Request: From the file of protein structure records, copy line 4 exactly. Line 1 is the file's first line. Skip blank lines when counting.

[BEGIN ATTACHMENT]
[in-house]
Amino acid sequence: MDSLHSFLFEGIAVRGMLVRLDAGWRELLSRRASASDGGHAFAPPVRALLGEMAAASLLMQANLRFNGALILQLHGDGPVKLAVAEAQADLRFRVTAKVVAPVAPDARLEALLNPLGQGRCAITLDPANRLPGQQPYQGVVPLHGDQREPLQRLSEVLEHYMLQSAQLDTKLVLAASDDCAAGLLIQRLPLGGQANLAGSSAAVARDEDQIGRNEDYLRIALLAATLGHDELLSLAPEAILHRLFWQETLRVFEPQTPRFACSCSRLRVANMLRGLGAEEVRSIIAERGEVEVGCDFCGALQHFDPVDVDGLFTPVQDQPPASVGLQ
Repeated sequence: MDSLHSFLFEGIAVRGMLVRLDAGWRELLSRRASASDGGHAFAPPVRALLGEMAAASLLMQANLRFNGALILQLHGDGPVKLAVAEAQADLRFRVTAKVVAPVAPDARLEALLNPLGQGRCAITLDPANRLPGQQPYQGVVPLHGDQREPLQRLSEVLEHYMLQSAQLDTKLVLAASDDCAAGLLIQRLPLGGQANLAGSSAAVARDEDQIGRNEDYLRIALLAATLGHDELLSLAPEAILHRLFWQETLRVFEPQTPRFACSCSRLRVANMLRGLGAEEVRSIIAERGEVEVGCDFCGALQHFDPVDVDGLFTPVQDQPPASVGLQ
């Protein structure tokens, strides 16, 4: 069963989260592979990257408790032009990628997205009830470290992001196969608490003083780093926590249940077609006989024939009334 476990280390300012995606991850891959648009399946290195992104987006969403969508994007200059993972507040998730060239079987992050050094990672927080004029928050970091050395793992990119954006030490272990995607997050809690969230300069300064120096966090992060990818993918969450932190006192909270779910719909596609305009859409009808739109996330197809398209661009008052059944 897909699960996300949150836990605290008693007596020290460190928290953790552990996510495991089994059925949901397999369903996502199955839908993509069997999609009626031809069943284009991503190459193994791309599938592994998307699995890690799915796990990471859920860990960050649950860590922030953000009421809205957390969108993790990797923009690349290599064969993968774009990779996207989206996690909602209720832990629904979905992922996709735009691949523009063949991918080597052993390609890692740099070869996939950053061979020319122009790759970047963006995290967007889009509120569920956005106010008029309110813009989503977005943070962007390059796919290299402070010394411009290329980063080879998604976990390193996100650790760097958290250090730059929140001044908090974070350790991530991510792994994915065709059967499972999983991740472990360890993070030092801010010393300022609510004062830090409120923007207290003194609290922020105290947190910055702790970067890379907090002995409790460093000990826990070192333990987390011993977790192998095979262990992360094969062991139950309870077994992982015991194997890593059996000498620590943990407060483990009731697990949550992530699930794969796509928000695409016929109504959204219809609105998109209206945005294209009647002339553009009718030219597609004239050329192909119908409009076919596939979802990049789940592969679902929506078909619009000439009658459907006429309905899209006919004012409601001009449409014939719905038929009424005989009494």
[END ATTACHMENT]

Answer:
């Protein structure tokens, strides 16, 4: 069963989260592979990257408790032009990628997205009830470290992001196969608490003083780093926590249940077609006989024939009334 476990280390300012995606991850891959648009399946290195992104987006969403969508994007200059993972507040998730060239079987992050050094990672927080004029928050970091050395793992990119954006030490272990995607997050809690969230300069300064120096966090992060990818993918969450932190006192909270779910719909596609305009859409009808739109996330197809398209661009008052059944 897909699960996300949150836990605290008693007596020290460190928290953790552990996510495991089994059925949901397999369903996502199955839908993509069997999609009626031809069943284009991503190459193994791309599938592994998307699995890690799915796990990471859920860990960050649950860590922030953000009421809205957390969108993790990797923009690349290599064969993968774009990779996207989206996690909602209720832990629904979905992922996709735009691949523009063949991918080597052993390609890692740099070869996939950053061979020319122009790759970047963006995290967007889009509120569920956005106010008029309110813009989503977005943070962007390059796919290299402070010394411009290329980063080879998604976990390193996100650790760097958290250090730059929140001044908090974070350790991530991510792994994915065709059967499972999983991740472990360890993070030092801010010393300022609510004062830090409120923007207290003194609290922020105290947190910055702790970067890379907090002995409790460093000990826990070192333990987390011993977790192998095979262990992360094969062991139950309870077994992982015991194997890593059996000498620590943990407060483990009731697990949550992530699930794969796509928000695409016929109504959204219809609105998109209206945005294209009647002339553009009718030219597609004239050329192909119908409009076919596939979802990049789940592969679902929506078909619009000439009658459907006429309905899209006919004012409601001009449409014939719905038929009424005989009494």